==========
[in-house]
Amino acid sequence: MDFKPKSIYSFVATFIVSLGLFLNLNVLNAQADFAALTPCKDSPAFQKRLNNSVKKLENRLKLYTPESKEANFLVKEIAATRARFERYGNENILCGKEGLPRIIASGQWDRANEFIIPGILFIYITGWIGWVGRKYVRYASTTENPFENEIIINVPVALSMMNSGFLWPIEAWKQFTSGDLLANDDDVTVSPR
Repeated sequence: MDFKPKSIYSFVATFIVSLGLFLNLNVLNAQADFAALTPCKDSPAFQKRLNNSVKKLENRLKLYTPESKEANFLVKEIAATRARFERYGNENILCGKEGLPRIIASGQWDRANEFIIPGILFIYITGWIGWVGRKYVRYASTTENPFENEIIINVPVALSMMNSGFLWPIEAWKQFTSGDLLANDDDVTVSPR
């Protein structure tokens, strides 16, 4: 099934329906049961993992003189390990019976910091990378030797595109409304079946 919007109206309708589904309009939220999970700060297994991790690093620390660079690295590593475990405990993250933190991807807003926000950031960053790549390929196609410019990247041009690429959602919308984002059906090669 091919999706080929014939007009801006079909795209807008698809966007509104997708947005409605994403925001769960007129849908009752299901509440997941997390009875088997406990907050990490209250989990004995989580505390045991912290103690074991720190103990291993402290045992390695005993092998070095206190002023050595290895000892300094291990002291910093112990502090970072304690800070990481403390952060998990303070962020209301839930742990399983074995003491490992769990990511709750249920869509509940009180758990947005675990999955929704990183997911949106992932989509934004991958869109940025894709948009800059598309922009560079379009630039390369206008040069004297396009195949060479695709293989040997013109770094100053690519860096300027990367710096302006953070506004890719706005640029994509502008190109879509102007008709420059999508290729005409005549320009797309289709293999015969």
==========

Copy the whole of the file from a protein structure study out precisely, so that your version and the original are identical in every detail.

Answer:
[in-house]
Amino acid sequence: MDFKPKSIYSFVATFIVSLGLFLNLNVLNAQADFAALTPCKDSPAFQKRLNNSVKKLENRLKLYTPESKEANFLVKEIAATRARFERYGNENILCGKEGLPRIIASGQWDRANEFIIPGILFIYITGWIGWVGRKYVRYASTTENPFENEIIINVPVALSMMNSGFLWPIEAWKQFTSGDLLANDDDVTVSPR
Repeated sequence: MDFKPKSIYSFVATFIVSLGLFLNLNVLNAQADFAALTPCKDSPAFQKRLNNSVKKLENRLKLYTPESKEANFLVKEIAATRARFERYGNENILCGKEGLPRIIASGQWDRANEFIIPGILFIYITGWIGWVGRKYVRYASTTENPFENEIIINVPVALSMMNSGFLWPIEAWKQFTSGDLLANDDDVTVSPR
């Protein structure tokens, strides 16, 4: 099934329906049961993992003189390990019976910091990378030797595109409304079946 919007109206309708589904309009939220999970700060297994991790690093620390660079690295590593475990405990993250933190991807807003926000950031960053790549390929196609410019990247041009690429959602919308984002059906090669 091919999706080929014939007009801006079909795209807008698809966007509104997708947005409605994403925001769960007129849908009752299901509440997941997390009875088997406990907050990490209250989990004995989580505390045991912290103690074991720190103990291993402290045992390695005993092998070095206190002023050595290895000892300094291990002291910093112990502090970072304690800070990481403390952060998990303070962020209301839930742990399983074995003491490992769990990511709750249920869509509940009180758990947005675990999955929704990183997911949106992932989509934004991958869109940025894709948009800059598309922009560079379009630039390369206008040069004297396009195949060479695709293989040997013109770094100053690519860096300027990367710096302006953070506004890719706005640029994509502008190109879509102007008709420059999508290729005409005549320009797309289709293999015969």